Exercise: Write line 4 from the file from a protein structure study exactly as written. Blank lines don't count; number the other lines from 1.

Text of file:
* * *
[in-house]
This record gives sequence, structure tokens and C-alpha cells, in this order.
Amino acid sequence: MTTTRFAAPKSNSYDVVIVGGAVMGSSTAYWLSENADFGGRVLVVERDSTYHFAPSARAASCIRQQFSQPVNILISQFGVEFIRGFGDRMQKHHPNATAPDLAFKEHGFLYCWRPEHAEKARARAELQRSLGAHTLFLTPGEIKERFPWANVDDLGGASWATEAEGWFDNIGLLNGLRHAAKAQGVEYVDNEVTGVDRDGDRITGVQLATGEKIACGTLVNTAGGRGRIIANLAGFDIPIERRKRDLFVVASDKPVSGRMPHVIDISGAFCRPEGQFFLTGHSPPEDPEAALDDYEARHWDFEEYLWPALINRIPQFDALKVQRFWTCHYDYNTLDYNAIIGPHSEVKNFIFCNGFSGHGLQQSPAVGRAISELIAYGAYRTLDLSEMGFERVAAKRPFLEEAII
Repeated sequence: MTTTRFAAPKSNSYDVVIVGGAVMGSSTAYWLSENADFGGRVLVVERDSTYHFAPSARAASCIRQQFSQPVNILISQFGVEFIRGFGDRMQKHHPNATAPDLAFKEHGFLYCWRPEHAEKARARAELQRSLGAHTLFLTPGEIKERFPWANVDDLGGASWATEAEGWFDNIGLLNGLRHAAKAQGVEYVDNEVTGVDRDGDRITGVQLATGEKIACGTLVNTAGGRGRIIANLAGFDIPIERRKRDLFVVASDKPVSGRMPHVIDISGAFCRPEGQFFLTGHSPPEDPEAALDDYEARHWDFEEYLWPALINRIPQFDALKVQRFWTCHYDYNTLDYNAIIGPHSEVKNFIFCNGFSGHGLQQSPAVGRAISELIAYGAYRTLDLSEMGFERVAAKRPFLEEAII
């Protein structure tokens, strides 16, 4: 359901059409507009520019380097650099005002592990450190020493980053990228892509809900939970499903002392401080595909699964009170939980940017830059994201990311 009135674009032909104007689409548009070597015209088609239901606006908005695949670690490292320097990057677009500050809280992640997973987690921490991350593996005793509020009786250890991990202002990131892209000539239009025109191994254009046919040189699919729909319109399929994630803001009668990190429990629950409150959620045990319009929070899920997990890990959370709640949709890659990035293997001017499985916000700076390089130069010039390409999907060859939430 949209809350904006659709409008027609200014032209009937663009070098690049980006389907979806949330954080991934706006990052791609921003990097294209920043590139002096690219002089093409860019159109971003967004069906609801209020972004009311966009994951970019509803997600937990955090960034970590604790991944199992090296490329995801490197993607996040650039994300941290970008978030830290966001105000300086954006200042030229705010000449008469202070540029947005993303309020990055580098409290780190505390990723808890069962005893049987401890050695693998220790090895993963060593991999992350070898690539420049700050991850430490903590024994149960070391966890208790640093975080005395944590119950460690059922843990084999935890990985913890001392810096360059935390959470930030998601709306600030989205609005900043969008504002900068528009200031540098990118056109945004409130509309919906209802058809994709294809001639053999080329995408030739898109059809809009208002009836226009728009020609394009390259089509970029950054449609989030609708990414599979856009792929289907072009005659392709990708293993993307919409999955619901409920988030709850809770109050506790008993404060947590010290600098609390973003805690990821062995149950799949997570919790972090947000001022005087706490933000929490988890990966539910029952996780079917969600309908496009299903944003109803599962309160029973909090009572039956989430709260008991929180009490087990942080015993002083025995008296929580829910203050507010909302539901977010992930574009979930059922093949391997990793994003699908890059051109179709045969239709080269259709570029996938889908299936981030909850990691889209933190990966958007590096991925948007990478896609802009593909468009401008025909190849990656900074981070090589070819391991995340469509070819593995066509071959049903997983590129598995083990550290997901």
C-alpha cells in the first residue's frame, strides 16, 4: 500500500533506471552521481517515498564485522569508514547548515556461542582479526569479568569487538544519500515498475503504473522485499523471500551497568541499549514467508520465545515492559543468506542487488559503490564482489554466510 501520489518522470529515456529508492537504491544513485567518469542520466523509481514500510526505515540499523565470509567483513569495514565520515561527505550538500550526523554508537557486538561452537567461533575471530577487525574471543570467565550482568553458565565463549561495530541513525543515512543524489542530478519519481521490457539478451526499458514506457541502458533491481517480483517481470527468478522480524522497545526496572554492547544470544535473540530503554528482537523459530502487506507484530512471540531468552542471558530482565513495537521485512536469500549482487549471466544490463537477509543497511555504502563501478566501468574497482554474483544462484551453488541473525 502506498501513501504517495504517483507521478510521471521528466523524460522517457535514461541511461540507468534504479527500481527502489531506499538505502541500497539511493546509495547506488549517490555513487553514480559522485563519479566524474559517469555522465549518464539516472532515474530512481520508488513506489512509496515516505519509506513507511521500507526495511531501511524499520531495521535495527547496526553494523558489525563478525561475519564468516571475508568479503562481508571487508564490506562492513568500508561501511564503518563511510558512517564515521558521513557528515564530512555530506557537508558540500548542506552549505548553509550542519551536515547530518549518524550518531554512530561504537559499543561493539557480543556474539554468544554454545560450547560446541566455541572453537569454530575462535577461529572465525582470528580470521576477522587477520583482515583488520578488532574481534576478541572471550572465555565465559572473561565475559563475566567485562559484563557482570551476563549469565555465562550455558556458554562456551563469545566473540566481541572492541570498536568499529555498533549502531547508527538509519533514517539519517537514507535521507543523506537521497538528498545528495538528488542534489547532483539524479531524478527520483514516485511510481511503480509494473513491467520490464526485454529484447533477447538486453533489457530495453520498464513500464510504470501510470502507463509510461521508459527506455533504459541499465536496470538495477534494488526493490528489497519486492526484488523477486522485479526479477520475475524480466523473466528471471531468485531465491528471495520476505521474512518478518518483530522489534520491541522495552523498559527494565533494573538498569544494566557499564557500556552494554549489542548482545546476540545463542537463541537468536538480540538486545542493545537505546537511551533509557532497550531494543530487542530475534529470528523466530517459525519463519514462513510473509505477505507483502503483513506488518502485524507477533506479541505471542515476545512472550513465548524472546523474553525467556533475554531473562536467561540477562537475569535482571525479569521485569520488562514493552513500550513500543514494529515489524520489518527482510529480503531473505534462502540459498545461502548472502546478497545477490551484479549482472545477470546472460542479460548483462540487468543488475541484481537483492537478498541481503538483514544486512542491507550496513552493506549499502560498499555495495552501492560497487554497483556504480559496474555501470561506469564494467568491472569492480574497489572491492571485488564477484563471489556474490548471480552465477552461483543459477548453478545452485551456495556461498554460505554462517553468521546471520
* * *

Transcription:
Repeated sequence: MTTTRFAAPKSNSYDVVIVGGAVMGSSTAYWLSENADFGGRVLVVERDSTYHFAPSARAASCIRQQFSQPVNILISQFGVEFIRGFGDRMQKHHPNATAPDLAFKEHGFLYCWRPEHAEKARARAELQRSLGAHTLFLTPGEIKERFPWANVDDLGGASWATEAEGWFDNIGLLNGLRHAAKAQGVEYVDNEVTGVDRDGDRITGVQLATGEKIACGTLVNTAGGRGRIIANLAGFDIPIERRKRDLFVVASDKPVSGRMPHVIDISGAFCRPEGQFFLTGHSPPEDPEAALDDYEARHWDFEEYLWPALINRIPQFDALKVQRFWTCHYDYNTLDYNAIIGPHSEVKNFIFCNGFSGHGLQQSPAVGRAISELIAYGAYRTLDLSEMGFERVAAKRPFLEEAII